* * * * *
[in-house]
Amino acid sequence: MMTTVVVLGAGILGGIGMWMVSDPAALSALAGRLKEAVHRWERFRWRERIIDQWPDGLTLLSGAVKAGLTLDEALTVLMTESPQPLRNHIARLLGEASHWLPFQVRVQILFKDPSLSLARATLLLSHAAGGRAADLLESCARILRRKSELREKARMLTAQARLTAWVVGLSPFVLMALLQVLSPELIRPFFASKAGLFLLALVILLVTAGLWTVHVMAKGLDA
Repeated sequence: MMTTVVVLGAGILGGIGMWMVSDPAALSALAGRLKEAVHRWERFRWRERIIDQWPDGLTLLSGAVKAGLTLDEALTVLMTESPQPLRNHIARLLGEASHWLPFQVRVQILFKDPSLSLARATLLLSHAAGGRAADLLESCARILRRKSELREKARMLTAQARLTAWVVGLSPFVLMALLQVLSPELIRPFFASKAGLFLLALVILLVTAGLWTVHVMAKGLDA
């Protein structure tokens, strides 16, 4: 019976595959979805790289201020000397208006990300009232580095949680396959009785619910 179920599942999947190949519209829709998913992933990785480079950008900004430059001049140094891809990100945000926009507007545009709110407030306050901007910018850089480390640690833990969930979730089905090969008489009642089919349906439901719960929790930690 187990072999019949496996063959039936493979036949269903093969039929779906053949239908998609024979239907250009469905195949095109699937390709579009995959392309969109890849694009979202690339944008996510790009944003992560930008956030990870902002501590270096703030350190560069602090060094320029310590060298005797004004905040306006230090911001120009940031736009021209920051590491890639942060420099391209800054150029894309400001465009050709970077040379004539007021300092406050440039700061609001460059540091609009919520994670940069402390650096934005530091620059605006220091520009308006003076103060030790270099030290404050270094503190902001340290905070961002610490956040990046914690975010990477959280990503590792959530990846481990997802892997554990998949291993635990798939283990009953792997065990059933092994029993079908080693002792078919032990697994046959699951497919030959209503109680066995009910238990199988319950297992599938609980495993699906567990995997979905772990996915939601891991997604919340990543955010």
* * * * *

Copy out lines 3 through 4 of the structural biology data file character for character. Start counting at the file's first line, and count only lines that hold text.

Repeated sequence: MMTTVVVLGAGILGGIGMWMVSDPAALSALAGRLKEAVHRWERFRWRERIIDQWPDGLTLLSGAVKAGLTLDEALTVLMTESPQPLRNHIARLLGEASHWLPFQVRVQILFKDPSLSLARATLLLSHAAGGRAADLLESCARILRRKSELREKARMLTAQARLTAWVVGLSPFVLMALLQVLSPELIRPFFASKAGLFLLALVILLVTAGLWTVHVMAKGLDA
């Protein structure tokens, strides 16, 4: 019976595959979805790289201020000397208006990300009232580095949680396959009785619910 179920599942999947190949519209829709998913992933990785480079950008900004430059001049140094891809990100945000926009507007545009709110407030306050901007910018850089480390640690833990969930979730089905090969008489009642089919349906439901719960929790930690 187990072999019949496996063959039936493979036949269903093969039929779906053949239908998609024979239907250009469905195949095109699937390709579009995959392309969109890849694009979202690339944008996510790009944003992560930008956030990870902002501590270096703030350190560069602090060094320029310590060298005797004004905040306006230090911001120009940031736009021209920051590491890639942060420099391209800054150029894309400001465009050709970077040379004539007021300092406050440039700061609001460059540091609009919520994670940069402390650096934005530091620059605006220091520009308006003076103060030790270099030290404050270094503190902001340290905070961002610490956040990046914690975010990477959280990503590792959530990846481990997802892997554990998949291993635990798939283990009953792997065990059933092994029993079908080693002792078919032990697994046959699951497919030959209503109680066995009910238990199988319950297992599938609980495993699906567990995997979905772990996915939601891991997604919340990543955010």